In order to properly understand what a compound bow is, it would be worthwhile to provide a brief history of archery in order to fully appreciate the compound bows impact. What is today a sport started off as an essential means of survival a while back.
The bow and arrow have been around for millennia, empowering our ancestors with the means to survive by hunting prey that would have been otherwise unattainable. This transformative method of hunting proved useful on the field but its simple design would later need to be evolved when it was turned into a weapon of war.
From the plains of Africa to the mountain ranges of Asia, the bow was soon adapted into what is known as a crossbow, and this efficient and innovative adaption naturally proved popular when introduced to the west.
Somehow, as a part of European culture, the crossbow found itself back in the field, hunting game. As weapons technology progressed, and the bow and arrow’s use in war became nullified, hunting became its sole purpose of existence.
Eventually, by the time man learned to channel his physical prowess into contained and regulated sports, his rich history with the bow and arrow would prove to create an inseparable bond and from that want to continue this special relationship, archery was born.
The evolution of the bow would continue through archery, as a result of the continued pursuit to perfect it, until the compound bow was devised.
So what exactly is a compound bow?
If you took a simple bow, designed almost exactly as it was at its inception, the substituted the parts with different material, and add in a couple of features that help improve aim and speed, all while reducing the strain on an archer’s muscles, you would have yourself a compound bow.
Of course, knowing this does not at all help in getting to appreciate the genius deployed in the making of a compound bow, so we will have to go into more detail about the different parts that constitute a compound bow, so let’s look at each of these, one by one.
A compound bow’s most essential feature, and what defines it from its simpler cousin, is its ability to carry the weight for you. This is made possible by cam system it is fitted with, compromising of two wheels at its top and bottom halves and cable rods, all allowing you to draw back effortlessly despite the accelerated and steady shot that follows.
The amount of weight reduced is called a let off, and this is one of the features of a compound bow buyers carefully look at.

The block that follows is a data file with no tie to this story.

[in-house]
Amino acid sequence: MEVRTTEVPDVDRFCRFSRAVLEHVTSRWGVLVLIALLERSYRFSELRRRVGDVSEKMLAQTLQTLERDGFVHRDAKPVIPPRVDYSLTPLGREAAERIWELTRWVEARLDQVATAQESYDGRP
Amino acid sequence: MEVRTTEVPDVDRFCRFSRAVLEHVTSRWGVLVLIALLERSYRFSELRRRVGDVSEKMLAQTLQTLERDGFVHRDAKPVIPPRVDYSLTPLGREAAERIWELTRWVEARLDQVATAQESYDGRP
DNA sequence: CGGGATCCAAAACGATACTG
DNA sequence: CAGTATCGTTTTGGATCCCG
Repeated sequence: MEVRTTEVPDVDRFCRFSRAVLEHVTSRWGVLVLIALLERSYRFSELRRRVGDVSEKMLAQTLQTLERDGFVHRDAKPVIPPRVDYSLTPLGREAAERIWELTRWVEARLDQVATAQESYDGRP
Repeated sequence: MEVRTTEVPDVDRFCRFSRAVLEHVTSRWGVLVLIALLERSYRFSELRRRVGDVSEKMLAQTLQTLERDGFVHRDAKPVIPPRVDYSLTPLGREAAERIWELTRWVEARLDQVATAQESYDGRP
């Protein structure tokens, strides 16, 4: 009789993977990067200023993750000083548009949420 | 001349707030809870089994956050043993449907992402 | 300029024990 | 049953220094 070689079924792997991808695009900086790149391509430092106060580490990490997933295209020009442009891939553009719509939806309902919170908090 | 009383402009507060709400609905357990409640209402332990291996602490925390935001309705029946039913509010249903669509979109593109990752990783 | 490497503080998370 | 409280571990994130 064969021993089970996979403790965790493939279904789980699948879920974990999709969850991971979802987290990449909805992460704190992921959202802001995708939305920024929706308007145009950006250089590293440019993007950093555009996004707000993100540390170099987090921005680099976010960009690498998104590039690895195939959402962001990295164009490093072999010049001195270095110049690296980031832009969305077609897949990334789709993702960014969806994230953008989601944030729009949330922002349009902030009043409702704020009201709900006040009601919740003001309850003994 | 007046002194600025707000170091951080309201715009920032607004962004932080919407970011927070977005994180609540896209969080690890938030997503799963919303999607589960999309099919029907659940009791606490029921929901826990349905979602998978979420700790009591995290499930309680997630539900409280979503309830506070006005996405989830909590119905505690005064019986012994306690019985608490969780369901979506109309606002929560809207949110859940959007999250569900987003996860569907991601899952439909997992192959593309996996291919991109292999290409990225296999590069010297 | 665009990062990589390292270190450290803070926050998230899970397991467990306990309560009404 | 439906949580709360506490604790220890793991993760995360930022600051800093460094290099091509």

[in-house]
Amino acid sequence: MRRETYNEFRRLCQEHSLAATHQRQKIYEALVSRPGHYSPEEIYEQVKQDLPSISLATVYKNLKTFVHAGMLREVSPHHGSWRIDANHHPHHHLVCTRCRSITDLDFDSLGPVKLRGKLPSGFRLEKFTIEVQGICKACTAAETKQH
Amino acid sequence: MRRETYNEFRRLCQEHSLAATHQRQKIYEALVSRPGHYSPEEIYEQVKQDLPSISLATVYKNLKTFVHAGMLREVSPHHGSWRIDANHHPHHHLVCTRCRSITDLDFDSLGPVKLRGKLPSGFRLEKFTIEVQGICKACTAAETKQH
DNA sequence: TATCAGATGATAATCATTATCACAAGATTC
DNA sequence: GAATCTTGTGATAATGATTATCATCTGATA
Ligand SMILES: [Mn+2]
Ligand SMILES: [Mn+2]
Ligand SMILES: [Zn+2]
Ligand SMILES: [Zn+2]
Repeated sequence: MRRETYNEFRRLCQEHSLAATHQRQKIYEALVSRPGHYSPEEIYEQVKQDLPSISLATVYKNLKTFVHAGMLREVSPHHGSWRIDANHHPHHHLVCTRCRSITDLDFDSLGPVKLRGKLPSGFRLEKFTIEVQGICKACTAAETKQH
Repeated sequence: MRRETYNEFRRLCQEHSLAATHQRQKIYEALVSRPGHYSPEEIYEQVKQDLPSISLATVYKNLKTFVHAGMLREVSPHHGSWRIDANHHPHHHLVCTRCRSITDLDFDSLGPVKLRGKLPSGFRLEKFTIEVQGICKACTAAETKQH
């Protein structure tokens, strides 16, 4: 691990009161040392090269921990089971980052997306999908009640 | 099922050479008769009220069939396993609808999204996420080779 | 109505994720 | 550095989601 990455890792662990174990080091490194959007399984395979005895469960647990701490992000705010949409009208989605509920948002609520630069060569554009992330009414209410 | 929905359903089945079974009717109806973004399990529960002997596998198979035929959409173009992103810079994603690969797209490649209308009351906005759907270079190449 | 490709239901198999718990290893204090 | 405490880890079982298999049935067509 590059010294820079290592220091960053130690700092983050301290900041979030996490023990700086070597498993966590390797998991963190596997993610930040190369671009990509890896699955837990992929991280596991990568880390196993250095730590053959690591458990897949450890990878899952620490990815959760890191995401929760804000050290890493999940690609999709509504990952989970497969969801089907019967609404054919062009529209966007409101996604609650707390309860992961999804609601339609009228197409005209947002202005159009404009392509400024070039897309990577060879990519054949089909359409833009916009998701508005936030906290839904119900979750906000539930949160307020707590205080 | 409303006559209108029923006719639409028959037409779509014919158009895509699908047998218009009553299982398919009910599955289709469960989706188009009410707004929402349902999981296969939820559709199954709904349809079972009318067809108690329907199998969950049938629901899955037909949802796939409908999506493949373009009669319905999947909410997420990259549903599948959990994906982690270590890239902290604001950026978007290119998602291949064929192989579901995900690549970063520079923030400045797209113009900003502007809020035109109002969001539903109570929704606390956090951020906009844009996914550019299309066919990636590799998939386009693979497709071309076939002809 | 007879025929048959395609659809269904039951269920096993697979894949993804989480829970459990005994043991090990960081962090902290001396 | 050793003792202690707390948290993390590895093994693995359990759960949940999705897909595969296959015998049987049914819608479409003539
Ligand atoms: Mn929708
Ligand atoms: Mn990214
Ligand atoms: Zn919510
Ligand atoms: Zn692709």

Alternatively, compound bows can use a pulley system in place of a cam system, though this is the least popular of the levering systems. The function of pulleys is similar to that of cams.
Supporting the levering systems are a flexible set of upper and lower limbs which bend only slightly when an arrow is drawn.
Bows strings are to be expected in a compound bow as much as they were with bows made thousands of years ago. Contemporary strings, however, are made of a higher quality material that should be resistant to different weather conditions.
An arrow rest is fitted onto the bow’s main body where it serves to hold the arrow steady while it is being drawn back and for a fraction of a second after release.
Parallel to the arrow rest is the nock, an isolated part of the bow strings where the arrow’s bottom split-end is fitted.
A comfortable and strategically safe place to locate your hand is needed and that comes in the form of a grip.
A compound bow’s string is also fitted with a peep sight towards its upper half, guiding an archer’s eyesight towards the bow sight, a target amplifier that helps better aim.
There are a few features included in compounds bows, though not all, such as stabilizers. Supplements like arm guards, which are there for safety, are also sometimes sold with bows.
Looking back at how it all started, it is impressive to see how far the compound bow has come, despite never abandoning its principle design and function. The compound bow betters an archer’s game in almost all aspects and proves to be key in keeping the sport relevant.